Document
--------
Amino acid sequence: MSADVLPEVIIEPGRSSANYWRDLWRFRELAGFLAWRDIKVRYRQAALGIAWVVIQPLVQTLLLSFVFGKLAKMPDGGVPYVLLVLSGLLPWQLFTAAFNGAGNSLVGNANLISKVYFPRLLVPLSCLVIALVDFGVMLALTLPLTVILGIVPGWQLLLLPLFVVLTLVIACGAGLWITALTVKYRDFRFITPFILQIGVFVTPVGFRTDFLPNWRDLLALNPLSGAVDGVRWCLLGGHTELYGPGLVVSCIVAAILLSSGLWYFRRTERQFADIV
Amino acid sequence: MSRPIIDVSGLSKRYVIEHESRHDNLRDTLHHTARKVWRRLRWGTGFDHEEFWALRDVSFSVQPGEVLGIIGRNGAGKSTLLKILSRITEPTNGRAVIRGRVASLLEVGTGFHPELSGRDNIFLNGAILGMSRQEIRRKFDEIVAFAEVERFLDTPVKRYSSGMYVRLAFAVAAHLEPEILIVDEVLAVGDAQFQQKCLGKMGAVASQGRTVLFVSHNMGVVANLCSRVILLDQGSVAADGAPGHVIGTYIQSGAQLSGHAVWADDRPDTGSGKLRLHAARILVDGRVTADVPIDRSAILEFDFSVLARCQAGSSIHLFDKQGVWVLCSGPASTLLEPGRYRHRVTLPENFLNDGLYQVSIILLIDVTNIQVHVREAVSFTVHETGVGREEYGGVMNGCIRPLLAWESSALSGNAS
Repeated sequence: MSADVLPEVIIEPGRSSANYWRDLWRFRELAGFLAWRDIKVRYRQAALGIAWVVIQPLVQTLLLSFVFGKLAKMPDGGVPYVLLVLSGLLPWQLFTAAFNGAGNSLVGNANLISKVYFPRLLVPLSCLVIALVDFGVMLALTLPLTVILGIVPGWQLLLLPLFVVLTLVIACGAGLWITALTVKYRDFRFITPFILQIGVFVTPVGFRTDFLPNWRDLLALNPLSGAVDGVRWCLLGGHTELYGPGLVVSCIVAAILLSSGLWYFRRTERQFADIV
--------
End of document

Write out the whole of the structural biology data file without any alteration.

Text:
Amino acid sequence: MSADVLPEVIIEPGRSSANYWRDLWRFRELAGFLAWRDIKVRYRQAALGIAWVVIQPLVQTLLLSFVFGKLAKMPDGGVPYVLLVLSGLLPWQLFTAAFNGAGNSLVGNANLISKVYFPRLLVPLSCLVIALVDFGVMLALTLPLTVILGIVPGWQLLLLPLFVVLTLVIACGAGLWITALTVKYRDFRFITPFILQIGVFVTPVGFRTDFLPNWRDLLALNPLSGAVDGVRWCLLGGHTELYGPGLVVSCIVAAILLSSGLWYFRRTERQFADIV
Amino acid sequence: MSRPIIDVSGLSKRYVIEHESRHDNLRDTLHHTARKVWRRLRWGTGFDHEEFWALRDVSFSVQPGEVLGIIGRNGAGKSTLLKILSRITEPTNGRAVIRGRVASLLEVGTGFHPELSGRDNIFLNGAILGMSRQEIRRKFDEIVAFAEVERFLDTPVKRYSSGMYVRLAFAVAAHLEPEILIVDEVLAVGDAQFQQKCLGKMGAVASQGRTVLFVSHNMGVVANLCSRVILLDQGSVAADGAPGHVIGTYIQSGAQLSGHAVWADDRPDTGSGKLRLHAARILVDGRVTADVPIDRSAILEFDFSVLARCQAGSSIHLFDKQGVWVLCSGPASTLLEPGRYRHRVTLPENFLNDGLYQVSIILLIDVTNIQVHVREAVSFTVHETGVGREEYGGVMNGCIRPLLAWESSALSGNAS
Repeated sequence: MSADVLPEVIIEPGRSSANYWRDLWRFRELAGFLAWRDIKVRYRQAALGIAWVVIQPLVQTLLLSFVFGKLAKMPDGGVPYVLLVLSGLLPWQLFTAAFNGAGNSLVGNANLISKVYFPRLLVPLSCLVIALVDFGVMLALTLPLTVILGIVPGWQLLLLPLFVVLTLVIACGAGLWITALTVKYRDFRFITPFILQIGVFVTPVGFRTDFLPNWRDLLALNPLSGAVDGVRWCLLGGHTELYGPGLVVSCIVAAILLSSGLWYFRRTERQFADIV